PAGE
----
It's library music time again! Finally got my hot little hands on the first of a new set of commercial releases from the famed De Wolfe music library. De Wolfe, along with KPM and Bruton, are one of the mainstays of British library music. De Wolfe's music, with a library of over 80,000 tracks, has been used in thousands of productions including Monty Python, Emmanuelle, Dawn of the Dead, Brokeback Mountain, American Gangster and Doctor Who. Famous theme tunes include Van de Valk and Roobarb and Custard.
For their first commercial compilation release, Bite Harder, (a sequel to the Bite Hard sampler issued nearly a decade ago) Joel Martin and Warren De Wolfe have selected a stunning group of tracks for De Wolfe that runs the gamut of heavy psychedelic funk wig-outs to bizarre prog rock synth atmospherics. It's a vivid, bold collection, many of which I've never heard before but also containing a number of familiar old favourites such as Nick Ingman's 'Down Home' and Keith Papworth's 'Hair Raiser'. Other tracks have featured on other compilations such as 'Sound Book' and 'Music De Wolfe Volume 1' so they may be more familiar to other listeners.
Peter Reno's 'Street Girl' starts us off. Taken from the 'More Electric Banana' album, I believe one of three recorded for De Wolfe by The Electric Banana, this is actually 60s psychedelic rockers The Pretty Things incognito. It's a furious bit of psych-funk-rock from 1968. This is followed by the frothy, flutey 'Gloaming', from '72, that weaves and spirals its infectious flute line into your brain. The title cut 'Who's Gonna Buy?' from The Lemondips album keeps up the funky pace with a great scratchy, jazzy, bluesy guitar. Quintessential listening follows with four absolute class acts as far as library tracks are concerned - Nick Ingman's 'Down Home' from his legendary 'The Big Beat' album, Barry Stoller's 'Funky Spider', Alan Parker's 'Crater' and the return of Reno with 'Silver Thrust'. Great slabs of poppy funk, with fat brassy stabs (the brass on 'Down Home' and 'Funky Spider' is utterly fantastic), wah wah guitars, stomping piano lines, organ riffs and spiralling flutes to the fore. Like the music of 'The Sweeney' or 'Bullitt'? This is for you.
Simon Haseley's 'Precinct' takes us into the middle of the collection. It's a track from the equally legendary 'Hogan, The Hawk and Dirty John Crown' album of '72. It throws a killer set of strings into the mix of tom-toms, pounding bass, flute and percussion and is perhaps the ultimate in the crime-funk of the period with its little inflections of 'Shaft' like brass and flute. The barrage of drums, tom-toms, heavy bass and percussion of 'Hair Raiser' follows from Keith Papworth. The wah-wah guitars skate acrobatically along the surface of this thunderous track with its mid-break of tumbling drums.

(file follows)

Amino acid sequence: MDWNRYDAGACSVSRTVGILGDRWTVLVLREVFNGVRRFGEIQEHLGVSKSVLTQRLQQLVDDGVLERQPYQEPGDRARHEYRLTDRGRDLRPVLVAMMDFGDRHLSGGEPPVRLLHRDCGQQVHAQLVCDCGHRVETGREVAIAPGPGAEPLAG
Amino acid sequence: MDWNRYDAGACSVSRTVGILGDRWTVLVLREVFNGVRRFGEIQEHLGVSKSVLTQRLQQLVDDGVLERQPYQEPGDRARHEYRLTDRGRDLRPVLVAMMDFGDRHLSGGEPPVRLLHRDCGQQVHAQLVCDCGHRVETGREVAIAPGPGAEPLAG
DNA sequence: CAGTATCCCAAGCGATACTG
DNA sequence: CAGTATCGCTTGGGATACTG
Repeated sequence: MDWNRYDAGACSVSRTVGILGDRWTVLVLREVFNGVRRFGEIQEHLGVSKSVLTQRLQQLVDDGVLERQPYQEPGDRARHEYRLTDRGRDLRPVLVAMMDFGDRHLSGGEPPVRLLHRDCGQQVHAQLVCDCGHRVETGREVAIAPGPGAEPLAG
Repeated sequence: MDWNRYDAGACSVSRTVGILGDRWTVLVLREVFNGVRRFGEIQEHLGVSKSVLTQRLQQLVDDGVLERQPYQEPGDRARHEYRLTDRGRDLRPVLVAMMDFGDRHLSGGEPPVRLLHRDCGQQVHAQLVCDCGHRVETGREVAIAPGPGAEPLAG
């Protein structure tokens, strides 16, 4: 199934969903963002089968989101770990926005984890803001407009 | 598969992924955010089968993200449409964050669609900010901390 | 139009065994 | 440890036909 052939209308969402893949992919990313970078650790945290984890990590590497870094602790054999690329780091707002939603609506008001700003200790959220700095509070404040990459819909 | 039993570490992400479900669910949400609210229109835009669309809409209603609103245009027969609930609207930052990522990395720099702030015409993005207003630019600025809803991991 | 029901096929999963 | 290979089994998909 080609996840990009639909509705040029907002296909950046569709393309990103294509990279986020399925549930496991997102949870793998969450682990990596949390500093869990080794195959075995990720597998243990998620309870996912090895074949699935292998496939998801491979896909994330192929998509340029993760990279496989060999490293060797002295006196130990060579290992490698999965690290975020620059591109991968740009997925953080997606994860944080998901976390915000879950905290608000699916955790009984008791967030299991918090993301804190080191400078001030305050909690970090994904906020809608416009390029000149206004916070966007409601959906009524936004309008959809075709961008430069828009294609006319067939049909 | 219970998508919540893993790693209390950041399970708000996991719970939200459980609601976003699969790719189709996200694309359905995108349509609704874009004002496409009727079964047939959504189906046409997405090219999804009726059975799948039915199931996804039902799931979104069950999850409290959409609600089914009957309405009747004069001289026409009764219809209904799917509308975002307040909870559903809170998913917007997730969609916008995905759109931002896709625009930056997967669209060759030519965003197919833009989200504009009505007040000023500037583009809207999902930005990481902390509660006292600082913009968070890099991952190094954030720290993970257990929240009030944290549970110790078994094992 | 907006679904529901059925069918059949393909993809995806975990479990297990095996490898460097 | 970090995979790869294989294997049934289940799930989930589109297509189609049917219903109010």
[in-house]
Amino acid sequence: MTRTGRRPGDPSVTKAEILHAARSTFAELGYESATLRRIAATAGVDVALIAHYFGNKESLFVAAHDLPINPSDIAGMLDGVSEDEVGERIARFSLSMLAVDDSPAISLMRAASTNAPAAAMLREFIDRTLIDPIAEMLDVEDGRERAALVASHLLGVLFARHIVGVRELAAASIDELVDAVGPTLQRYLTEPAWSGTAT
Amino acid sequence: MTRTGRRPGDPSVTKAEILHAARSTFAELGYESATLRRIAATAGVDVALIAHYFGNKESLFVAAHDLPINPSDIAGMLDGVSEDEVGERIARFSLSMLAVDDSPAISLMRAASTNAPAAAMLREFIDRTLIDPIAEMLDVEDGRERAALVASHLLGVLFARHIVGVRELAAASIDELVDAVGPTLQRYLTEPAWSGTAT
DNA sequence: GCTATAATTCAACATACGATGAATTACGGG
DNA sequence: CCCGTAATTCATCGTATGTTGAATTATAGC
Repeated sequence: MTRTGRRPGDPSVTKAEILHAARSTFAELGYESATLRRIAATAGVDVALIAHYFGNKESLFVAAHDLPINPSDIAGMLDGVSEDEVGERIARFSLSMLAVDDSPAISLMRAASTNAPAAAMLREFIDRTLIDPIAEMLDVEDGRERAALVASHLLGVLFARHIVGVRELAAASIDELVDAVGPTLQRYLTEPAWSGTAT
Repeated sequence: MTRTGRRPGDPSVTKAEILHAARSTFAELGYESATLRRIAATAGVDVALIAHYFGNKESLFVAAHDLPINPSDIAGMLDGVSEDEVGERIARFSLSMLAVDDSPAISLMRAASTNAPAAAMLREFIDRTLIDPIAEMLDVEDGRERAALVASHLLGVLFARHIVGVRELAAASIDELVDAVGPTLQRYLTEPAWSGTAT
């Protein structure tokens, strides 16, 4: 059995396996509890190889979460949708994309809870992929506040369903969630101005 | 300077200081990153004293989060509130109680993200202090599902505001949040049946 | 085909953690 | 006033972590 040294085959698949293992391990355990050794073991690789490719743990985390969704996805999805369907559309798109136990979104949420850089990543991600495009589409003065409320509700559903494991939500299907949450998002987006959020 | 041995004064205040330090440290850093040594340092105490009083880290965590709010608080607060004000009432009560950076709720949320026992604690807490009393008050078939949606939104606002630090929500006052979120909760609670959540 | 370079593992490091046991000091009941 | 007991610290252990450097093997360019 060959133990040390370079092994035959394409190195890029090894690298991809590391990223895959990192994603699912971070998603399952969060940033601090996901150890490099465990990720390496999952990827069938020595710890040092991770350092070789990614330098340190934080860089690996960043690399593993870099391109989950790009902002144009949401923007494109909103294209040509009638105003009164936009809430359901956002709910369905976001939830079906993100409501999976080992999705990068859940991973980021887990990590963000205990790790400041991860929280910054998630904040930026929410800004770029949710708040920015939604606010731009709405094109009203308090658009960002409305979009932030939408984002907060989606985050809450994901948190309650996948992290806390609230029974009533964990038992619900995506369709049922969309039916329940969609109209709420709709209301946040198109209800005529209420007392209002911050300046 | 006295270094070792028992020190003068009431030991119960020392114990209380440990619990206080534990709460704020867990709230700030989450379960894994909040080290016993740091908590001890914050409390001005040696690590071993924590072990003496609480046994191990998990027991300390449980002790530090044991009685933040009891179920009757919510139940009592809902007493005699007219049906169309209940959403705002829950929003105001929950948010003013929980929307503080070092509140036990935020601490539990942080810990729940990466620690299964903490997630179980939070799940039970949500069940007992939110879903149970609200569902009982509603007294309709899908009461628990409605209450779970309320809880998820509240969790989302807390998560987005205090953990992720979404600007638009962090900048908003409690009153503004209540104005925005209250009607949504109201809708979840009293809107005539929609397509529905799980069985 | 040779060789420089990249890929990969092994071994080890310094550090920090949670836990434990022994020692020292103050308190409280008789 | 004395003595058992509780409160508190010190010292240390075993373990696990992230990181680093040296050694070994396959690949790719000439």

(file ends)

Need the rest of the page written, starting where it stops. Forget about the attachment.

For me, Reg Tilsley's 'Warlock' is one of the stand out tracks. As it's from the 'Tisley Orchestral' album then you sort of know what you're in for. Fantastic strings, big, bold brass and drums and an escalating melody line supplemented by flute and guitars. A scrumptious piano and brass riff is just the icing on the cake. And it builds and builds by adding further string sections, drums, brass and guitar. It is gangster funk par excellence and reminiscent of Francis Monkman's title music for 'The Long Good Friday'.
Off for a quick walk down a beach in the Caribbean with Johnny Hawksworth's steel drum sweetner 'Sandy Beach' and then into Jack Trombey's 'Underlay No. 3', all tom toms and piano and then some pizzicato harp doodlings. Lovely, cool jazzy piano on that counterpointing the harps. Haseley's back for 'Hammerhead' which is a storming piece of brass and string magnificence with harp stabs, cool flute, guitar licks and a beautiful melody line that blooms into a great drum, brass and string freak-out. Immensely impressive. It's very Bondian too so if you like your John Barry then you will love this. From the 'Great Day' album of '72. What a good year.
For the final half dozen tracks, we enter a whole different world. Simon Park's 'Motives 1' will please all you Dario Argento fans as this sounds like a Goblin track off either 'Suspiria' or 'Tenebrae'. Lullaby atonal electronics over a driving rock pulse that gathers into a swirling crescendo. Not suitable for those of a nervous disposition. Equally freakish is the electro stylings of 'Flashpoint' with its giddy electronics and handclap percussion over bass riffs. Its sleazy and unearthly. If musique concrete is your thang then you'll be pleased to hear the brass and electronic tones of Pierre Arvay on 'Skyway' and for a change of pace you've also got Reno's 'Renegade' from the notorious 'Afro Rock' album (not the KPM one, I hasten to add), great response and call brass figures and a twangy guitar line feature heavily with a great sax break.
The closers are Simon Park's 'Ooze' and John Saunders 'Myriad' which take us into a spacey feel. 'Ooze' is slow and smooth, cool jazz with a rolling organ and synth line. Very atmospheric. Saunders track is the least conventional of the collection and sounds like Tangerine Dream but then goes all down and dirty with a rocky guitar and drum combo interspersed with buzzy electronics. Divine.
This is an essential compilation.
SOUND BOOTH reviews of KPM library albums here: AFRO ROCK
Bite Harder - The Music De Wolfe Sampler Vol. 2 (De Wolfe DWCR 001 - Released 29th October 2007)
- Freelance writer and film and television researcher (for hire).
He has contributed to a number of books and websites about British archive television and cinema as well as recent television series including work for Moviemail, Frame Rated and Arrow Video. Publications include I.B Tauris's 'Doctor Who: The Eleventh Hour - A Critical
Celebration of the Matt Smith and Steven Moffat Era' (2013) and 'Doctor
Who - The Pandorica Opens' (2010).
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